Leaving high school with a head start on college coursework will become easier this August. If a student chooses to do so they may earn an associate degree, or a general studies certificate, by the time they graduate high school, and with a significant cost savings.
Passed in 2012 by the Virginia Legislature, House Bill 1184 mandates that an agreement be set up between the Virginia Community College System and the high schools that surround each community college.
While this opportunity is available now to the dedicated student, John Donnelly, vice president for instruction and student services at Piedmont Virginia Community College, says that students will be able to get on this path sooner.
“It will provide a concrete pathway,” said Donnelly. “We will be able to let parents and students know as early as the seventh and eighth grades, that if you want an associate degree before you graduate, you can do it and here is exactly how.”
Currently students have 3 options for gaining college credit. They may take dual enrollment courses taught at their high school, Advanced Placement (AP) classes and the subsequent tests, or they may attend classes on a community college campus.
While those options will remain, the dual degree pathway will now be available to students. Administrators and teachers will have increased knowledge of the dual degree system and more information will be made available to parents and students.
“Students must take placement tests in mathematics, reading, and writing, and they have to score on those tests in the college ready range that says they are ready to take these classes,” said Donnelly. “It is a requirement for the student to take dual enrollment courses and for courses taken here on the PVCC campus.”
The state mandate does not say that all the agreements must be the same.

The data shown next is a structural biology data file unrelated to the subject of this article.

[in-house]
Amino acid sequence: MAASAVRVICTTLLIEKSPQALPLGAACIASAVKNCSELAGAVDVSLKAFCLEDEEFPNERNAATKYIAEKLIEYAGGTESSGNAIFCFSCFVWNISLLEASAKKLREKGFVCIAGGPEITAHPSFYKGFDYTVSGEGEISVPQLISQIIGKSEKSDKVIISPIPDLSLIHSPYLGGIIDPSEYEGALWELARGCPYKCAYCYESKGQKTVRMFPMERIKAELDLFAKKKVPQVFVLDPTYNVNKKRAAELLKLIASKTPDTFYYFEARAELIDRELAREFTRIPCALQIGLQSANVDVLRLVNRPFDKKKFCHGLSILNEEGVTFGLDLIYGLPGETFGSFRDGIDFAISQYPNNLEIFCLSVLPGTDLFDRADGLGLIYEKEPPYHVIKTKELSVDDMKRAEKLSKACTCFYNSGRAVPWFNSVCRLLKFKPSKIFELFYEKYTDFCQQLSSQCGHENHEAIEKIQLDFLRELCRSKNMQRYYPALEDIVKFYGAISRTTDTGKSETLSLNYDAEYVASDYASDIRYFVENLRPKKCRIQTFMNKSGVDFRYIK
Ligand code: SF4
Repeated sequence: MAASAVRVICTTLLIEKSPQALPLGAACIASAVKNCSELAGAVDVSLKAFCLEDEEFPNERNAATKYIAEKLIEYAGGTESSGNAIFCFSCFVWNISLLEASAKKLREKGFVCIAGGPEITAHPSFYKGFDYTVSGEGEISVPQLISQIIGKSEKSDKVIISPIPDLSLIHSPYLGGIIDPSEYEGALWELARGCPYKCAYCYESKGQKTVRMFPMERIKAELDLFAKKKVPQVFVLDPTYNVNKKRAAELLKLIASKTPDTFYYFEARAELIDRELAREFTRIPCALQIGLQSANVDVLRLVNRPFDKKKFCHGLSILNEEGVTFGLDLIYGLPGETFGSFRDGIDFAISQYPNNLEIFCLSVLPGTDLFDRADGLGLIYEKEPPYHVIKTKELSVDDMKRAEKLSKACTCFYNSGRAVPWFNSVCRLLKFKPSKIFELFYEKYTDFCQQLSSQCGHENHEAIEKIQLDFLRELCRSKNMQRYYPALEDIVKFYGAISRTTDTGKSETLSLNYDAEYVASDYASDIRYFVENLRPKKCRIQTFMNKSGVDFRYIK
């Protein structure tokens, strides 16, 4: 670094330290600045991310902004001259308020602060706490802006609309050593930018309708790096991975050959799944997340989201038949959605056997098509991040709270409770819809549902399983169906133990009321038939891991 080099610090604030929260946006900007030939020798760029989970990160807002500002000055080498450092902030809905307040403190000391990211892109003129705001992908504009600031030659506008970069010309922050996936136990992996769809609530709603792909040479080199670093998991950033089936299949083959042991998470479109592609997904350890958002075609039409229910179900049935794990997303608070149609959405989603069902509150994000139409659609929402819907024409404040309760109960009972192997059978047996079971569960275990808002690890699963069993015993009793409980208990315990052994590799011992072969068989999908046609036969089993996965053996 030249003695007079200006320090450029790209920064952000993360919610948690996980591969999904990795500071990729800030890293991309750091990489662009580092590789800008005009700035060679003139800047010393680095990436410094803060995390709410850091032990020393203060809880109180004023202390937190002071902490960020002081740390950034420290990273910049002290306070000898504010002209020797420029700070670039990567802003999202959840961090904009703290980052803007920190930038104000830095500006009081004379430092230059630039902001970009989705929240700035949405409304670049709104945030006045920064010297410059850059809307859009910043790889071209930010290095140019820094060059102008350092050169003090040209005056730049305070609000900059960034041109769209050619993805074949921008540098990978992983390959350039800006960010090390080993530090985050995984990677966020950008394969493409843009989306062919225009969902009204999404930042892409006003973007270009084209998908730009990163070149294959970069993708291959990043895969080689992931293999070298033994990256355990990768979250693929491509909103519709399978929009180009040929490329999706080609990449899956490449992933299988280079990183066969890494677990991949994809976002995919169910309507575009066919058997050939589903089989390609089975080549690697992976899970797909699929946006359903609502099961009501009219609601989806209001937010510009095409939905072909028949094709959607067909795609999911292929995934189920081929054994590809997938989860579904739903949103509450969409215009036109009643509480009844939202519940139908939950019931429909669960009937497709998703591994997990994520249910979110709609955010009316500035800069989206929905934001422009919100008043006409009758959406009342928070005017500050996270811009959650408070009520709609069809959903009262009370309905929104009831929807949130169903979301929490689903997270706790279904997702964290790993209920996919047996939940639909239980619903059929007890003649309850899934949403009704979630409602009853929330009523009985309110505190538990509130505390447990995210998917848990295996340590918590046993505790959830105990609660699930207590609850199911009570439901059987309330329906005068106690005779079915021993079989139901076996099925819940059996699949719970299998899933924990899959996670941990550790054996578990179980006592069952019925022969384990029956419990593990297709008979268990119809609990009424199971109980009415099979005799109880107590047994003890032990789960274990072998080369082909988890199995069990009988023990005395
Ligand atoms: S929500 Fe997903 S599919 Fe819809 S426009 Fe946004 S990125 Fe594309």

Albemarle County Public Schools will offer the associate degree of science and general studies.
Each high school in the county offers different dual enrollment and AP courses. This means some students may have to attend class at PVCC while other students can go to the same class at their high school.
“This degree offers the most flexibility for a student due to the number of electives it contains,” said county schools spokesman Phil Giaramita. “[This] is important for aligning with our dual enrollment and AP classes.”
“An important part of the County’s mission is to help students become college ready,” added Giaramita. “This will help students leave high school with the life skills for college.”
Along with the skills learned and credits gained, Giaramita stressed the practicality of this program.
“The costs of obtaining an Associate’s Degree through this program are estimated to be about $2,000 for the 60 credits,” said Giaramita. “This compares to PVCC costs of $8,000 if you were a student enrolled full-time in the community college and costs are at least double that for many of the state colleges and universities.”
As tuition costs and student loan rates increase for four year institutions, parents and students may look to these programs as a way to accelerate learning and save money.
The plan is much the same for Charlottesville City Schools, however the degree programs offered will be much more focused on individual courses of study.
“We are picking three degree programs, Computer Science, Biotechnology, and Engineering, as well as a Computer Technician certificate,” says Beth Baptist, director of student services and achievement.
“These programs were chosen in connection with our lab schools and UVA to create a more cohesive STEM initiative,” added Baptist.
Baptist went on to estimate that the program would cost $1,500, but she noted that the City School Board may pay a portion of those costs.
“One of the objectives from our strategic plan is to create a college going culture,” says Baptist. “We want all students to believe they can go to college.”